UW-Madison researchers print human brain tissue in 3D for the first time

A group of researchers from University of Wisconsin-Madison has created the first 3D printed brain tissue that can grow and function like regular brain tissue.

This achievement opens up new perspectives for studying the brain and developing treatments for neurological and neurodevelopmental disorders such as Alzheimer's and Parkinson's.

In contrast to previous methods that used a vertical layer, the research team uses a horizontal approach. They use soft “bio-ink” and place neurons grown from induced pluripotent stem cells next to each other.

“This may be a very powerful model for understanding how brain cells and brain regions interact in humans,” says Su-Chun Zhang, professor of neuroscience and neuroscience at UW-Madison's Waisman Center. “This could change the way we look at stem cell biology, neuroscience, and the origins of many neurological and psychiatric diseases.”

The imprinted cells form networks within and across layers that resemble the human brain. They interact and communicate through neurotransmitters.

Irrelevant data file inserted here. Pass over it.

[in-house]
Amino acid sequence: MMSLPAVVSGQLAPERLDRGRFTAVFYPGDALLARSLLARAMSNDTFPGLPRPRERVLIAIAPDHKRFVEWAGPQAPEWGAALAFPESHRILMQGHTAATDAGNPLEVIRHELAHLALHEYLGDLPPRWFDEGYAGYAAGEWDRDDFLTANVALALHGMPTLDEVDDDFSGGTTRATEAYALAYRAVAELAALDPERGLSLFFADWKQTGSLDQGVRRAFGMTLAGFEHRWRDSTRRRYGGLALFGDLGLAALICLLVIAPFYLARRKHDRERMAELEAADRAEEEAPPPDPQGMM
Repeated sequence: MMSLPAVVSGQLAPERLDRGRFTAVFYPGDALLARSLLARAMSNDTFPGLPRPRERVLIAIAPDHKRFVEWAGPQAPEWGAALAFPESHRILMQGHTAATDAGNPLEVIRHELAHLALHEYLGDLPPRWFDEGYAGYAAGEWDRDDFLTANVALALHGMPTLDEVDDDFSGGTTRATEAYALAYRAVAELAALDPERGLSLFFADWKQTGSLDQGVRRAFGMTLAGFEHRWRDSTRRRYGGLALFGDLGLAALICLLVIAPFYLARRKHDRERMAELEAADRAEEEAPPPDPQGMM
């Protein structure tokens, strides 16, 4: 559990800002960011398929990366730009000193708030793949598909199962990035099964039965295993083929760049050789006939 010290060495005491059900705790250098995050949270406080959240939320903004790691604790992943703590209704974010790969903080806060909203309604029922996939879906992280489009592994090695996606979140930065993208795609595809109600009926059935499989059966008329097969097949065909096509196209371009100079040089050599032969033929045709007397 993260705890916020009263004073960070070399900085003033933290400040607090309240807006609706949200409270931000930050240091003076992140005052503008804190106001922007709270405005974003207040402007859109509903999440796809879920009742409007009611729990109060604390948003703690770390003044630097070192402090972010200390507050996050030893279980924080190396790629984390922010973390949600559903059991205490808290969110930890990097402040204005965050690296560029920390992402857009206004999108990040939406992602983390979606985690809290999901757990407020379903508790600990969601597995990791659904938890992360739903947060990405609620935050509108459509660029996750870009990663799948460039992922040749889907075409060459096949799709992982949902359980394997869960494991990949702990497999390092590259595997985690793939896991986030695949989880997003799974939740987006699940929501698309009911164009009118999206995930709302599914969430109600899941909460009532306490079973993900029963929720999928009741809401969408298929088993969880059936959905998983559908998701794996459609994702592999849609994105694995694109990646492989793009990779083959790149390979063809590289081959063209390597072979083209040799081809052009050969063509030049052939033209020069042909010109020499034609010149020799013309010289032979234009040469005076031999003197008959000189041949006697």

“We printed the cerebral cortex and the striatum, and what we found was very interesting,” Zhang says. “Even though we printed different cells from different parts of the brain, they were able to communicate with each other in a very special and specific way.”

This precision makes it possible to study specific cell interactions, for example in Down syndrome or Alzheimer's. The technology could also be used to test new drugs or study brain development.

“Our lab is very specialized in that we can create any type of neuron at any time. And then we can connect them together at any time and in any way,” says Zhang. can be read as working. We can see very closely how nerve cells communicate with each other under certain conditions because we can print exactly what we want.

“Now our printer is a commercial desktop printer,” says Yan. “Some special developments can be made so certain types of brain tissue can be printed on demand.

University of Wisconsin-Madison's 3D printed brain tissue represents a significant advance in neuroscience research. By combining 3D printing technology and an elaborate cell culture method, it provides a new platform for studying the human brain. This approach opens the door to a deeper understanding of neurodegenerative diseases and accelerates the development of targeted therapies.

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